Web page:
Organizations have long faced the challenges of developing a disaster recovery (DR) plan for their mainframe and midrange computers. Industry standard systems, on the other hand, were not always considered in that plan because they were often performing less critical tasks.
As more and more critical tasks are hosted on industry standard systems, these DR plans must be reconsidered. Furthermore, planning for a disaster isn’t enough. These DR plans must be routinely and fully tested. I would strongly suggest that organizations have a well thought out, tested disaster recovery plan before a disaster occurs.
Disaster Recovery – the Stateful and the Stateless
IT planners have to consider quite a number of things during the creation of their DR plans including the following: monitoring the power suppliers, air conditioning equipment, systems, storage and networks to determine if the situation is normal or if problems are appearing. If problems are emerging, the next step is to gather information on applications, systems, storage and the network to determine whether they are up and running as normal, in the process of automatically recovering from an outage or not running at all. From this point forward, the complexity of the task escalates rapidly.
Modern Applications are Complex
In today’s world, application systems are seldom monolithic processes that run on a single industry standard system. Most modern applications are constructed of a number of tiers, sometimes called “services,” such as, presentation services, application processing, data management, and storage management. While some of these functions may reside on a single system, it is much more likely that each of them is hosted separately.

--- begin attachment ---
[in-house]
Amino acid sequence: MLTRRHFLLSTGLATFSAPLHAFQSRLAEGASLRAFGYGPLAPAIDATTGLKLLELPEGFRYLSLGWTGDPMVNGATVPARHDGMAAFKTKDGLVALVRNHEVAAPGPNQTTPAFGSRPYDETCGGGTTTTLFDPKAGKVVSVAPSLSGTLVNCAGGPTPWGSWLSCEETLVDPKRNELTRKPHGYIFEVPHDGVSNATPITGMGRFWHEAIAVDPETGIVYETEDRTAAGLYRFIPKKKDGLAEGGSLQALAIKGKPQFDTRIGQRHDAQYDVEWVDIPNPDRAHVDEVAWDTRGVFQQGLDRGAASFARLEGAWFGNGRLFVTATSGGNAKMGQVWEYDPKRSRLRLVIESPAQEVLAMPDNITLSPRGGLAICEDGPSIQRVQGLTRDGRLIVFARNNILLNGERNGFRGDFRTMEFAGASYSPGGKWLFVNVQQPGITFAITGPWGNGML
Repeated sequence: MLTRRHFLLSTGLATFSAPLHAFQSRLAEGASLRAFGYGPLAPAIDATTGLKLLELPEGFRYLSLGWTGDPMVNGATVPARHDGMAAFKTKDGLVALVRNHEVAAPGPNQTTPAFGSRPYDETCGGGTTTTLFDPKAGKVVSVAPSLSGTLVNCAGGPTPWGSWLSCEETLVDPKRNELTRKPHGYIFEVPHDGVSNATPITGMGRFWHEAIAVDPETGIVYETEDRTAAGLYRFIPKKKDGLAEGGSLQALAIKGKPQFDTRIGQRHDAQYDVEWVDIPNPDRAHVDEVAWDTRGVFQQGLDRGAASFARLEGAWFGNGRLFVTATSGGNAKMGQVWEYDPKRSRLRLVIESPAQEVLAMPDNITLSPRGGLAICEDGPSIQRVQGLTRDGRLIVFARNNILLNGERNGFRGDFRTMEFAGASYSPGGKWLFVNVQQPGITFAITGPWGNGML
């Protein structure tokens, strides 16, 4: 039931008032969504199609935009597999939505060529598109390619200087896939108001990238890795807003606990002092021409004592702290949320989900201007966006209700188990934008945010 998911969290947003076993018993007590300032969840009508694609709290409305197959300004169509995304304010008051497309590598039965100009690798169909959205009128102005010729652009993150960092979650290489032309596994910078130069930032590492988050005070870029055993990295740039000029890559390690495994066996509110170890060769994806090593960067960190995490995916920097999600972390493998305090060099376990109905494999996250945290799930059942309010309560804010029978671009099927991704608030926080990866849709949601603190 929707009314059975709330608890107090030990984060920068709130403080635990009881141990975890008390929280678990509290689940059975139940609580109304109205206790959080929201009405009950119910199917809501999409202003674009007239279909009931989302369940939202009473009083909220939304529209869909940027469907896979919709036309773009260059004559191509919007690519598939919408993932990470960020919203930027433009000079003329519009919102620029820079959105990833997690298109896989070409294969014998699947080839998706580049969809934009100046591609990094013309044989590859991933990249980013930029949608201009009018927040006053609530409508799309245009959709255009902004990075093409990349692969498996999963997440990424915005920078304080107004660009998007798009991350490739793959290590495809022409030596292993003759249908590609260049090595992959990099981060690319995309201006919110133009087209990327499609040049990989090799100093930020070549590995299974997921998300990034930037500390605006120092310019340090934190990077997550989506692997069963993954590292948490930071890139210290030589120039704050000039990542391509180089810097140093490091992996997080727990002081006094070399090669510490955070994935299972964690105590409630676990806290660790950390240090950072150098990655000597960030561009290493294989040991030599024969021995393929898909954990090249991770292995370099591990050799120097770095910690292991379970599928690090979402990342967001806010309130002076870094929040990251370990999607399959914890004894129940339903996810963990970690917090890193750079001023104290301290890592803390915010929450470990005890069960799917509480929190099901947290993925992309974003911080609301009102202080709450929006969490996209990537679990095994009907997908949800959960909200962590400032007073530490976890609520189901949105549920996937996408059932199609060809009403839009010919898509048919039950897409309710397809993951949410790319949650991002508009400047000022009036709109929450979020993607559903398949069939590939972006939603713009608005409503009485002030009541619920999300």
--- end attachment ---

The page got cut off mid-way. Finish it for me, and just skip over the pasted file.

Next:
Furthermore, to gain increased scalability and reliability, applications are increasingly being segregated into those that are stateful and those that are stateless.
What do the Terms ‘Stateful’ and ‘Stateless’ Mean?
Stateful and stateless are adjectives that describe whether a function is designed to note and remember the results of one or more preceding functions or events in a given sequence of interactions with an individual, another function, or perhaps another system. Stateful means the function is designed to keep track of the state of interaction, usually by setting values in a storage field designated for that purpose. Stateless means that the function is designed so that it doesn’t need to keep track of outside events.
As the need for a given application or workload increases, stateless functions may be replicated, that is multiple instances started up in the network, and workload management or orchestration software can balance the use of each of these instances to increase overall scalability. This has a wonderful side effect of making that function much more reliable as well. If one instance of a function or application stops functioning due to a planned or unplanned outage, individuals using the function or application are able to continue their work. The workload management system simply forwards incoming requests to remaining instances of that function or application Increasingly these functions or, perhaps, the entire stack of software comprising the application system, may be encapsulated into a virtual machine.